Developer: One-O-One Games
Publisher: Daedalic Entertainment GmbH
Platforms: PS4, PS5, Switch, Xbox One, Xbox Serise X, PC
Reviewed On: Switch
Release Date: 31/10/2021
On sale until 19/11/2021
Reviewed By: Keith Lavelle
Review Rush was kindly supplied with a review code.
I have always been on the fence for walking simulators. Some have a wonderful atmosphere and good story. However, none have really made to sit up and note. Maybe this one will as suicide prevention is my real life passion and this about suicide.
With a game built around the heart shattering event of suicide, the developers have to be very careful and serious about how they want to portray suicide. Let’s see how they do.
The Suicide of Rachael Foster revolves around Nichole, who reluctantly has to return to her parents’ hotel The Timberland after their deaths, in the middle of a snowstorm. Nichole had left with her mum after the then 16-year-old Rachael had an affair with your dad. Nicole is there to make sure The Timberland is in good shape to sell. However, the snow storm hits and Nicole is stuck there for over a week.
While in The Timberland, Nicole will discover the dark secrets of her family along with the reason as to why Rachael took her own life. Throughout her isolation, Nicole is not alone. There is an FEMA agent on the phone. Irving is there to act as a guide.
The story starts of strong, there is plenty going on. The handling of suicide and affairs is handled well. It is not glorified or made to be something it is not. Nicole goes through the five stages of grief, remembering more and more about her childhood and Rachael. But in the last section of the game, it just gets daft and loses all the tension built up and the story falls on its face. The twists can be seen a mile away.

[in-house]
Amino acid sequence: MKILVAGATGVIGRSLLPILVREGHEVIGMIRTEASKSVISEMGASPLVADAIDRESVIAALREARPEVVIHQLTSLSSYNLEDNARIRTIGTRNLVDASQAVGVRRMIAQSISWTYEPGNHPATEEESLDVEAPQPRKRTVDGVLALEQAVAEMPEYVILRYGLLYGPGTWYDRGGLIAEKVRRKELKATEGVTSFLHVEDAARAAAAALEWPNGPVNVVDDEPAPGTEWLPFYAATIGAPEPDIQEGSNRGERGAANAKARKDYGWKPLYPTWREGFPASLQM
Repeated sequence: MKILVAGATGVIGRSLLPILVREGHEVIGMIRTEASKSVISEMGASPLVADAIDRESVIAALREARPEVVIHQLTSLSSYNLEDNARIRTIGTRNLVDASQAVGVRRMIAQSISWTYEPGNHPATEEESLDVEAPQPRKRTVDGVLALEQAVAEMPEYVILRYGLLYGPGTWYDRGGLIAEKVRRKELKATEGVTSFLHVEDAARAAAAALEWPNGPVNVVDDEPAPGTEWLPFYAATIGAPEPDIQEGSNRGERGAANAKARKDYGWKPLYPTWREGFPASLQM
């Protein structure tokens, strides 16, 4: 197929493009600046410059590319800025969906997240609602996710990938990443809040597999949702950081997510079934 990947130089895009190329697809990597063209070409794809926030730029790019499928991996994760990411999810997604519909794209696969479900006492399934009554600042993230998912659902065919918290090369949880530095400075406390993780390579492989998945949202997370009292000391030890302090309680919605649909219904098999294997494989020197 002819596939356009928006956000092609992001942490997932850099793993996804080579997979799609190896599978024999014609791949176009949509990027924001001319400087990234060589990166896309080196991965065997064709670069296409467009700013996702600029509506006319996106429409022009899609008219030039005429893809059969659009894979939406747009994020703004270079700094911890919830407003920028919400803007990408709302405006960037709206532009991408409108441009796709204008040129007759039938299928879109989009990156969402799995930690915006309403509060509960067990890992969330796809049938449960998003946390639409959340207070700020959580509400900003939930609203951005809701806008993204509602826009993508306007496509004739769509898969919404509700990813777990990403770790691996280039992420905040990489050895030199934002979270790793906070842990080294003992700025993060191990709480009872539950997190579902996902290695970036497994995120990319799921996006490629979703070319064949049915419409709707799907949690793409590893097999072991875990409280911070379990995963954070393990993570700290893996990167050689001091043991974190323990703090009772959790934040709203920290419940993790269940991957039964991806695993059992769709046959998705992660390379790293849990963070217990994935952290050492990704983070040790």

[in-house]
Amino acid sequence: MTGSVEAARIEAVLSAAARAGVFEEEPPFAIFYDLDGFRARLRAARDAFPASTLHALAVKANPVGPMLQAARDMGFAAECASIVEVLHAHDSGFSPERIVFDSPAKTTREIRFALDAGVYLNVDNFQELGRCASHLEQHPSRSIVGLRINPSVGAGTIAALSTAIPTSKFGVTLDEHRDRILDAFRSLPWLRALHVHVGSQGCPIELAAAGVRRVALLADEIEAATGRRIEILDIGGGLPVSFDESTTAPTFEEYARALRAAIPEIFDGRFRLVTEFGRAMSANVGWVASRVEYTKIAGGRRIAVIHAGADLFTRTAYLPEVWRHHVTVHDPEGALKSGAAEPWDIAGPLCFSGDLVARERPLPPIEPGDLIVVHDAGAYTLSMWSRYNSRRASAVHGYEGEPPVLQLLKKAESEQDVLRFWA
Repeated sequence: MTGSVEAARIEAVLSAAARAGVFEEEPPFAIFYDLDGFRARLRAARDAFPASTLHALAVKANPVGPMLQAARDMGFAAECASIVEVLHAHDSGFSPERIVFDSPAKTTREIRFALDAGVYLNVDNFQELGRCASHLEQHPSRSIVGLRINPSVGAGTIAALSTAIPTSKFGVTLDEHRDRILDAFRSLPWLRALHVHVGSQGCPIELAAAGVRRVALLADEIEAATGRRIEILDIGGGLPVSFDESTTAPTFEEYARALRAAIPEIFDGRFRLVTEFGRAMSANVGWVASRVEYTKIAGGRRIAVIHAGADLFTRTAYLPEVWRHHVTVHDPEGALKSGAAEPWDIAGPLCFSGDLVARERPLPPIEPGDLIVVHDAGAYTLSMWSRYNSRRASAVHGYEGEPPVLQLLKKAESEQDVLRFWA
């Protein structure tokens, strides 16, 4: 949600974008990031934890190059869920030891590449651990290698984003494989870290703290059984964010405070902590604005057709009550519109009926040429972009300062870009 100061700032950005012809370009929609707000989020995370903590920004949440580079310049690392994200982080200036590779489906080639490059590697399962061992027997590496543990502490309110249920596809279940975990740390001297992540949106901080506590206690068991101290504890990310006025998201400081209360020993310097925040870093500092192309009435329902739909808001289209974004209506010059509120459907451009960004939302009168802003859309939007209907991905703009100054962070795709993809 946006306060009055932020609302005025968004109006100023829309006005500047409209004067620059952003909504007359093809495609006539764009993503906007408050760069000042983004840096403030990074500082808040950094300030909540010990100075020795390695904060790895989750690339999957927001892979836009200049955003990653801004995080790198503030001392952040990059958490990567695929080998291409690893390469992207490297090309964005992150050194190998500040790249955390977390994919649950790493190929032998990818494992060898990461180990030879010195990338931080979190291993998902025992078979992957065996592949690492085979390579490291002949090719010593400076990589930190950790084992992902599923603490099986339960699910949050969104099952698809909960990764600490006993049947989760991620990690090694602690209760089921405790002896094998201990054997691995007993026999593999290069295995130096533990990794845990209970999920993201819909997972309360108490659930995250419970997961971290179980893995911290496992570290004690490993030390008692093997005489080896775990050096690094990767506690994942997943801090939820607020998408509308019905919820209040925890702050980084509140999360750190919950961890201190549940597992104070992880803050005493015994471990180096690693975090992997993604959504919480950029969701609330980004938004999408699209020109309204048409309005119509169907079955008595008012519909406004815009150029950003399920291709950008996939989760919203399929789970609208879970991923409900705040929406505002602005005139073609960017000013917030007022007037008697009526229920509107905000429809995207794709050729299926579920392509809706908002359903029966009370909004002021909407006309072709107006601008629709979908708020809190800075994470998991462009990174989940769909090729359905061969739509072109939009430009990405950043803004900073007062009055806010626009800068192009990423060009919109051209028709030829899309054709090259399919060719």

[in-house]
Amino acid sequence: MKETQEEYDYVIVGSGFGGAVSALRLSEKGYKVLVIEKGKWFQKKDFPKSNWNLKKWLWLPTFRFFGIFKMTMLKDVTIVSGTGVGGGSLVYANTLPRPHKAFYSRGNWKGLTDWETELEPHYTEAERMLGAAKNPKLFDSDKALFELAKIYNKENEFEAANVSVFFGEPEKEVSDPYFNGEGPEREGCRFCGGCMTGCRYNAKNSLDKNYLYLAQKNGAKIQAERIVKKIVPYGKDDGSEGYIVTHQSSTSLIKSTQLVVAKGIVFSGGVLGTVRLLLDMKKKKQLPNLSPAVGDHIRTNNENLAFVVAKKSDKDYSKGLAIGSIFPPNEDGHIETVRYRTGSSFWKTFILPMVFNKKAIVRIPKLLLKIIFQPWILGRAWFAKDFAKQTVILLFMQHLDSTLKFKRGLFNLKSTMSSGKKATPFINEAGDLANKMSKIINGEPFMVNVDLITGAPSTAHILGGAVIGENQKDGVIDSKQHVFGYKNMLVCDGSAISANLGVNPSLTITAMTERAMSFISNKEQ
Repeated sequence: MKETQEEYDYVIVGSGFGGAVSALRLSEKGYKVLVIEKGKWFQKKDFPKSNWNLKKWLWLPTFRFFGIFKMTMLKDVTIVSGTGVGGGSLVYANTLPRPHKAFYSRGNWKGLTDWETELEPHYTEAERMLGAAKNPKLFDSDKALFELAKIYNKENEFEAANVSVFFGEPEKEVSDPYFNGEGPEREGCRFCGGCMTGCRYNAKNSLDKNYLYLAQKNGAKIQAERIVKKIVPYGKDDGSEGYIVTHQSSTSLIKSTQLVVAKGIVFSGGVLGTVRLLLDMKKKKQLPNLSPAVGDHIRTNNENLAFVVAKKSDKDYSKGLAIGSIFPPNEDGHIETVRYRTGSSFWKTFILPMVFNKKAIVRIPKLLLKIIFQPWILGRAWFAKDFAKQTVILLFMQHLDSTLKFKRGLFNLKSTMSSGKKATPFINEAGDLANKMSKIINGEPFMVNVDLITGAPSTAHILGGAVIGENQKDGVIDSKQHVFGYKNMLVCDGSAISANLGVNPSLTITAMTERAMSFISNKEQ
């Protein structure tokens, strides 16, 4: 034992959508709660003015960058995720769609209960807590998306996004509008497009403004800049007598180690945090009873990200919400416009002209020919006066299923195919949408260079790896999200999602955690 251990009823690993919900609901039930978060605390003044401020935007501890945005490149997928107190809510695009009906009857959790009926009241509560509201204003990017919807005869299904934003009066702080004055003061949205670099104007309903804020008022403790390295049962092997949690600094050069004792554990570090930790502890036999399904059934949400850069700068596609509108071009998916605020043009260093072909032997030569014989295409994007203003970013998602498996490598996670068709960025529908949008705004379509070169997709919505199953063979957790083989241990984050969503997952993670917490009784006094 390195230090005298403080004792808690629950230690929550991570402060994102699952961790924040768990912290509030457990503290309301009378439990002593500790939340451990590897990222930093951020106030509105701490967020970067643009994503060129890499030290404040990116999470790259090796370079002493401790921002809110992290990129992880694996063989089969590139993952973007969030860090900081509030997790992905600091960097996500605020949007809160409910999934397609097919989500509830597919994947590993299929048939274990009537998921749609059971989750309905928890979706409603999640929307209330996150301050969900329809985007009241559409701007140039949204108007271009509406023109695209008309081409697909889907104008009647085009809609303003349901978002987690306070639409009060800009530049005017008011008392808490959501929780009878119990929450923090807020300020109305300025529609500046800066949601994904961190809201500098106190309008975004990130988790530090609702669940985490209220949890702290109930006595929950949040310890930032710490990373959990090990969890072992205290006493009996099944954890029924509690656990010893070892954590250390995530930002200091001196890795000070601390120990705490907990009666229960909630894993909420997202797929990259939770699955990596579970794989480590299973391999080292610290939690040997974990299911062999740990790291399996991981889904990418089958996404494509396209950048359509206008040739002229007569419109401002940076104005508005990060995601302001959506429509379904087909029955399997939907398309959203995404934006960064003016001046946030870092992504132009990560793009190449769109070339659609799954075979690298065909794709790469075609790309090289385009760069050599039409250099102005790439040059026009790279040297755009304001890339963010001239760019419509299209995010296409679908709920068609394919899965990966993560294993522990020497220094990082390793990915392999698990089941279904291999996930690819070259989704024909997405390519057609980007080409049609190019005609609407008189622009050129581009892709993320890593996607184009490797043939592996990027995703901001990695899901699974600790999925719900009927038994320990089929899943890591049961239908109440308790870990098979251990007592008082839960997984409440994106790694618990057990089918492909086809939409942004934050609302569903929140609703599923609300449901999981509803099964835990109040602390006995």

It was disappointing in the end.
Let’s Take A Stroll
The Timberland is a good size hotel with many places to explore, and more closed off. The building its self is the main character in this narrative. As everything revolves around the hotel and it sets the whole tone of the game. As Nicole wanders around The Timberland, there is an eerie vibe let off by the hotel that something is not right and there is a lot of negativity within the walls. This feeling lingers the more you explore, for a good portion of the game. Then, like the story, it just gets daft. Events happen that are less scary and more ‘Eh! What was that?’
Each day, Nicole will have a task to complete, for instance, finding food or turning the power back on. Together they discuss where to find food, or how to get the power on and so on. With the help of Irving. Their relationship grows as the game goes on and it feels natural, but very odd at the same time.
If you played Firewatch or Gone Home, you know what type of gameplay you are in for.
The Suicide of Rachael Foster, does in no way glorify the act of taking one’s own life. It does, however, show the amount of devastation it can have on a family, the community and the lingering effects, even after 10 years.
As Nicole, still hurt by what has happened to Racheal and also what her dad and her did. Over the course of the game, her view of Rachael shifts, but the hurt of her taking her own life still cut deep. This feeling is the drive behind what Nicole is doing to find out why and what happened.
Overall, The Suicide Of Rachael Foster handles a heavy subject matter well, but it feels as if the developers did not know how to finish the story. The story just gets daft, and it loses most if not all tension it had built up. If it was not for the ending, The Suicide Of Rachael Foster could have been great.
Unless you are a massive fan of these games, or want to see how suicide can affect people, I wouldn’t visit The Timberland.